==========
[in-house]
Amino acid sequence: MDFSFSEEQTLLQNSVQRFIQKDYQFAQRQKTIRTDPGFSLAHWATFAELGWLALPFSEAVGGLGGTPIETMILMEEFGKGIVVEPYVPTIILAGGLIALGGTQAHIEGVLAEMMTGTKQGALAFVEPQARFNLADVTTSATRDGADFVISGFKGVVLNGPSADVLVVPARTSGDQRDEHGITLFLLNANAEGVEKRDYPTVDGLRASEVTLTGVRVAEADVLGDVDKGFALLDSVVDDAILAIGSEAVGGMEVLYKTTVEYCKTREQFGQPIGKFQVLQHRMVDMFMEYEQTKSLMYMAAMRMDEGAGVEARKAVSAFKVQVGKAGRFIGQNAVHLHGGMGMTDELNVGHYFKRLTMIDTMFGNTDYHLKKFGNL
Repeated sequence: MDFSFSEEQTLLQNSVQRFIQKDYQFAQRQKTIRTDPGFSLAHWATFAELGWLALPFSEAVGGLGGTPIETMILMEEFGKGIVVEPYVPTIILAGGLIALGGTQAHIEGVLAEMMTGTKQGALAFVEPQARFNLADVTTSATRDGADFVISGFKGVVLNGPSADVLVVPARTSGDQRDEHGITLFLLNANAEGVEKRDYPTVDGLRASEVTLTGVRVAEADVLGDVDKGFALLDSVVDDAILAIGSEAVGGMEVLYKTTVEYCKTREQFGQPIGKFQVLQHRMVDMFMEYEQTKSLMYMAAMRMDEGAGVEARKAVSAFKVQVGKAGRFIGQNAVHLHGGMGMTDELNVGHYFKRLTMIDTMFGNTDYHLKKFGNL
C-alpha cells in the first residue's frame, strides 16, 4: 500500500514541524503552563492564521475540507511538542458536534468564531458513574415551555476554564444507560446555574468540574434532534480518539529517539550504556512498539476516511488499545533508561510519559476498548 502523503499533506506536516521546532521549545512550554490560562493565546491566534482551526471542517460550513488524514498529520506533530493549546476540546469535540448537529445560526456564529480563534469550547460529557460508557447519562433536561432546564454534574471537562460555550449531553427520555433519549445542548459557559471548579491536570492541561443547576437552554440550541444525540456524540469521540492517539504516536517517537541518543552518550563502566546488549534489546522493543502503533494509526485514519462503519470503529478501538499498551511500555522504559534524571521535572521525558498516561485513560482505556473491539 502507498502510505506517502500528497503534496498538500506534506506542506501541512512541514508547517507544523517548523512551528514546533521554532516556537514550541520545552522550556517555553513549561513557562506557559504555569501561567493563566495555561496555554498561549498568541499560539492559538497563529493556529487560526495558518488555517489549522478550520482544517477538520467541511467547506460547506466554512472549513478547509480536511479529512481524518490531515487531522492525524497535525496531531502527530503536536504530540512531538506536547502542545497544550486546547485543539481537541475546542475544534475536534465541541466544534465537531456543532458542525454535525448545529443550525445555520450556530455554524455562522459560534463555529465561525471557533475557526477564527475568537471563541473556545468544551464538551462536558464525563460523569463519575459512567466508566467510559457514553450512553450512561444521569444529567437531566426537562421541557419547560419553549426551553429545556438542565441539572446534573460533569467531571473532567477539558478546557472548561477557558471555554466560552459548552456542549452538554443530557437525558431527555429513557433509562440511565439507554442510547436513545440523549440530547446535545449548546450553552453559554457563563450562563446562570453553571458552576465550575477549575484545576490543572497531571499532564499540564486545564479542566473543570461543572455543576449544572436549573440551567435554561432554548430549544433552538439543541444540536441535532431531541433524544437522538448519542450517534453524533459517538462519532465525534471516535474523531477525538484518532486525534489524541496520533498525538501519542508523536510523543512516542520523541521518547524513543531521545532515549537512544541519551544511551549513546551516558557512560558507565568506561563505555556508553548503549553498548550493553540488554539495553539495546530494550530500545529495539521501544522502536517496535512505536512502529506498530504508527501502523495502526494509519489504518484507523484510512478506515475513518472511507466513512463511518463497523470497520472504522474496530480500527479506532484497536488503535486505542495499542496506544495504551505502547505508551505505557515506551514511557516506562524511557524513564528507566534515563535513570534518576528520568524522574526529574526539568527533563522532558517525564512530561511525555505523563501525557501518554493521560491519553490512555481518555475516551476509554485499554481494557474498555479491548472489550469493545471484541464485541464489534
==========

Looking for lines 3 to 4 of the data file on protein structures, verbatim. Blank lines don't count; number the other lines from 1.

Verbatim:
Repeated sequence: MDFSFSEEQTLLQNSVQRFIQKDYQFAQRQKTIRTDPGFSLAHWATFAELGWLALPFSEAVGGLGGTPIETMILMEEFGKGIVVEPYVPTIILAGGLIALGGTQAHIEGVLAEMMTGTKQGALAFVEPQARFNLADVTTSATRDGADFVISGFKGVVLNGPSADVLVVPARTSGDQRDEHGITLFLLNANAEGVEKRDYPTVDGLRASEVTLTGVRVAEADVLGDVDKGFALLDSVVDDAILAIGSEAVGGMEVLYKTTVEYCKTREQFGQPIGKFQVLQHRMVDMFMEYEQTKSLMYMAAMRMDEGAGVEARKAVSAFKVQVGKAGRFIGQNAVHLHGGMGMTDELNVGHYFKRLTMIDTMFGNTDYHLKKFGNL
C-alpha cells in the first residue's frame, strides 16, 4: 500500500514541524503552563492564521475540507511538542458536534468564531458513574415551555476554564444507560446555574468540574434532534480518539529517539550504556512498539476516511488499545533508561510519559476498548 502523503499533506506536516521546532521549545512550554490560562493565546491566534482551526471542517460550513488524514498529520506533530493549546476540546469535540448537529445560526456564529480563534469550547460529557460508557447519562433536561432546564454534574471537562460555550449531553427520555433519549445542548459557559471548579491536570492541561443547576437552554440550541444525540456524540469521540492517539504516536517517537541518543552518550563502566546488549534489546522493543502503533494509526485514519462503519470503529478501538499498551511500555522504559534524571521535572521525558498516561485513560482505556473491539 502507498502510505506517502500528497503534496498538500506534506506542506501541512512541514508547517507544523517548523512551528514546533521554532516556537514550541520545552522550556517555553513549561513557562506557559504555569501561567493563566495555561496555554498561549498568541499560539492559538497563529493556529487560526495558518488555517489549522478550520482544517477538520467541511467547506460547506466554512472549513478547509480536511479529512481524518490531515487531522492525524497535525496531531502527530503536536504530540512531538506536547502542545497544550486546547485543539481537541475546542475544534475536534465541541466544534465537531456543532458542525454535525448545529443550525445555520450556530455554524455562522459560534463555529465561525471557533475557526477564527475568537471563541473556545468544551464538551462536558464525563460523569463519575459512567466508566467510559457514553450512553450512561444521569444529567437531566426537562421541557419547560419553549426551553429545556438542565441539572446534573460533569467531571473532567477539558478546557472548561477557558471555554466560552459548552456542549452538554443530557437525558431527555429513557433509562440511565439507554442510547436513545440523549440530547446535545449548546450553552453559554457563563450562563446562570453553571458552576465550575477549575484545576490543572497531571499532564499540564486545564479542566473543570461543572455543576449544572436549573440551567435554561432554548430549544433552538439543541444540536441535532431531541433524544437522538448519542450517534453524533459517538462519532465525534471516535474523531477525538484518532486525534489524541496520533498525538501519542508523536510523543512516542520523541521518547524513543531521545532515549537512544541519551544511551549513546551516558557512560558507565568506561563505555556508553548503549553498548550493553540488554539495553539495546530494550530500545529495539521501544522502536517496535512505536512502529506498530504508527501502523495502526494509519489504518484507523484510512478506515475513518472511507466513512463511518463497523470497520472504522474496530480500527479506532484497536488503535486505542495499542496506544495504551505502547505508551505505557515506551514511557516506562524511557524513564528507566534515563535513570534518576528520568524522574526529574526539568527533563522532558517525564512530561511525555505523563501525557501518554493521560491519553490512555481518555475516551476509554485499554481494557474498555479491548472489550469493545471484541464485541464489534